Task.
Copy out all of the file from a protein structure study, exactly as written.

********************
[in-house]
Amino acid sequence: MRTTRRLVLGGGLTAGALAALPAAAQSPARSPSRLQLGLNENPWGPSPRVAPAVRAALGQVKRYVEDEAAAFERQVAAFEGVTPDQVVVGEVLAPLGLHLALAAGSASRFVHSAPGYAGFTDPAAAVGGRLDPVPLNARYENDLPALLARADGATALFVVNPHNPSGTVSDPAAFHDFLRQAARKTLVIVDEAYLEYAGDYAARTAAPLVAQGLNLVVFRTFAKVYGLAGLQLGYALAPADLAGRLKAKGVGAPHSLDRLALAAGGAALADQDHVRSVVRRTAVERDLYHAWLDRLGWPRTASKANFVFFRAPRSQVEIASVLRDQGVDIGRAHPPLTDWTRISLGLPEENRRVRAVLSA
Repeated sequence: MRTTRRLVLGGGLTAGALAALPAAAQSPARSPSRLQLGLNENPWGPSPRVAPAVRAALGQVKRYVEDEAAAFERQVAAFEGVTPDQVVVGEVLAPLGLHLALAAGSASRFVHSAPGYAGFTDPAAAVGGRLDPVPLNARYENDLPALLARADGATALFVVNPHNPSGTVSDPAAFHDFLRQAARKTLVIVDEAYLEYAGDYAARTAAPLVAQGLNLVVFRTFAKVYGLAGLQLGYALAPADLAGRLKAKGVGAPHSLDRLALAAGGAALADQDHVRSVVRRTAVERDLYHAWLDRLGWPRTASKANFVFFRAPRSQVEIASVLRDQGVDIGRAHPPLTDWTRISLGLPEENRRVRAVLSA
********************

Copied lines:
[in-house]
Amino acid sequence: MRTTRRLVLGGGLTAGALAALPAAAQSPARSPSRLQLGLNENPWGPSPRVAPAVRAALGQVKRYVEDEAAAFERQVAAFEGVTPDQVVVGEVLAPLGLHLALAAGSASRFVHSAPGYAGFTDPAAAVGGRLDPVPLNARYENDLPALLARADGATALFVVNPHNPSGTVSDPAAFHDFLRQAARKTLVIVDEAYLEYAGDYAARTAAPLVAQGLNLVVFRTFAKVYGLAGLQLGYALAPADLAGRLKAKGVGAPHSLDRLALAAGGAALADQDHVRSVVRRTAVERDLYHAWLDRLGWPRTASKANFVFFRAPRSQVEIASVLRDQGVDIGRAHPPLTDWTRISLGLPEENRRVRAVLSA
Repeated sequence: MRTTRRLVLGGGLTAGALAALPAAAQSPARSPSRLQLGLNENPWGPSPRVAPAVRAALGQVKRYVEDEAAAFERQVAAFEGVTPDQVVVGEVLAPLGLHLALAAGSASRFVHSAPGYAGFTDPAAAVGGRLDPVPLNARYENDLPALLARADGATALFVVNPHNPSGTVSDPAAFHDFLRQAARKTLVIVDEAYLEYAGDYAARTAAPLVAQGLNLVVFRTFAKVYGLAGLQLGYALAPADLAGRLKAKGVGAPHSLDRLALAAGGAALADQDHVRSVVRRTAVERDLYHAWLDRLGWPRTASKANFVFFRAPRSQVEIASVLRDQGVDIGRAHPPLTDWTRISLGLPEENRRVRAVLSA